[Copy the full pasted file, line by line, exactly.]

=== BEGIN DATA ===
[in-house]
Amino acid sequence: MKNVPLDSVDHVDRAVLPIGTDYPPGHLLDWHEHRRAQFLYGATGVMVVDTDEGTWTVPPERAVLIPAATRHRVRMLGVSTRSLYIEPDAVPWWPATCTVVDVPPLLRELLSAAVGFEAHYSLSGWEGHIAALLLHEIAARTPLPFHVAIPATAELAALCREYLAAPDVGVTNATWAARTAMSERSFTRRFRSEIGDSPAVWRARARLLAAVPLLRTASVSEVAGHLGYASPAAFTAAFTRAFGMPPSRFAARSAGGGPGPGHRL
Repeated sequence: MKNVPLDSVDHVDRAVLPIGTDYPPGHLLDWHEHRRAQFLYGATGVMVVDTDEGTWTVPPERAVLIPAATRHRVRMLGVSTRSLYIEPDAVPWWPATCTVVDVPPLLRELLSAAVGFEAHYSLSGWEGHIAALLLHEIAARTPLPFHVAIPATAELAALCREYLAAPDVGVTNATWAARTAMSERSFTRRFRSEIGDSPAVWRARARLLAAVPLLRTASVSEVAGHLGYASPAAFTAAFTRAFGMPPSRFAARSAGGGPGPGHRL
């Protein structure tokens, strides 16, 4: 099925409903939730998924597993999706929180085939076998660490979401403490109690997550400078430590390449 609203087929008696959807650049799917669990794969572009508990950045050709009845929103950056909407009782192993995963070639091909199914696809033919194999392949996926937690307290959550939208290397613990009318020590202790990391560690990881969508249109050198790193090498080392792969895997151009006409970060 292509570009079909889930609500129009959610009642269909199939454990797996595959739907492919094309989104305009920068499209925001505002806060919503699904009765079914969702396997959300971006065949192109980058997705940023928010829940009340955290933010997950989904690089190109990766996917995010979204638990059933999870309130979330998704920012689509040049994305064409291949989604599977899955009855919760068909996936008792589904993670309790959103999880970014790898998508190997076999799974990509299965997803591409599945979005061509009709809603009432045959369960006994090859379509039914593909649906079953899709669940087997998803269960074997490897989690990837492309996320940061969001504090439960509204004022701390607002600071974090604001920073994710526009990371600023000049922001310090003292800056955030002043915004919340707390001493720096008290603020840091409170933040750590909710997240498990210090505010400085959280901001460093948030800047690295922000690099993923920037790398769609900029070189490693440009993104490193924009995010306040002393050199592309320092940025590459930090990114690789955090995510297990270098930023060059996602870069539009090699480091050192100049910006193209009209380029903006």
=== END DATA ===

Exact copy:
[in-house]
Amino acid sequence: MKNVPLDSVDHVDRAVLPIGTDYPPGHLLDWHEHRRAQFLYGATGVMVVDTDEGTWTVPPERAVLIPAATRHRVRMLGVSTRSLYIEPDAVPWWPATCTVVDVPPLLRELLSAAVGFEAHYSLSGWEGHIAALLLHEIAARTPLPFHVAIPATAELAALCREYLAAPDVGVTNATWAARTAMSERSFTRRFRSEIGDSPAVWRARARLLAAVPLLRTASVSEVAGHLGYASPAAFTAAFTRAFGMPPSRFAARSAGGGPGPGHRL
Repeated sequence: MKNVPLDSVDHVDRAVLPIGTDYPPGHLLDWHEHRRAQFLYGATGVMVVDTDEGTWTVPPERAVLIPAATRHRVRMLGVSTRSLYIEPDAVPWWPATCTVVDVPPLLRELLSAAVGFEAHYSLSGWEGHIAALLLHEIAARTPLPFHVAIPATAELAALCREYLAAPDVGVTNATWAARTAMSERSFTRRFRSEIGDSPAVWRARARLLAAVPLLRTASVSEVAGHLGYASPAAFTAAFTRAFGMPPSRFAARSAGGGPGPGHRL
């Protein structure tokens, strides 16, 4: 099925409903939730998924597993999706929180085939076998660490979401403490109690997550400078430590390449 609203087929008696959807650049799917669990794969572009508990950045050709009845929103950056909407009782192993995963070639091909199914696809033919194999392949996926937690307290959550939208290397613990009318020590202790990391560690990881969508249109050198790193090498080392792969895997151009006409970060 292509570009079909889930609500129009959610009642269909199939454990797996595959739907492919094309989104305009920068499209925001505002806060919503699904009765079914969702396997959300971006065949192109980058997705940023928010829940009340955290933010997950989904690089190109990766996917995010979204638990059933999870309130979330998704920012689509040049994305064409291949989604599977899955009855919760068909996936008792589904993670309790959103999880970014790898998508190997076999799974990509299965997803591409599945979005061509009709809603009432045959369960006994090859379509039914593909649906079953899709669940087997998803269960074997490897989690990837492309996320940061969001504090439960509204004022701390607002600071974090604001920073994710526009990371600023000049922001310090003292800056955030002043915004919340707390001493720096008290603020840091409170933040750590909710997240498990210090505010400085959280901001460093948030800047690295922000690099993923920037790398769609900029070189490693440009993104490193924009995010306040002393050199592309320092940025590459930090990114690789955090995510297990270098930023060059996602870069539009090699480091050192100049910006193209009209380029903006």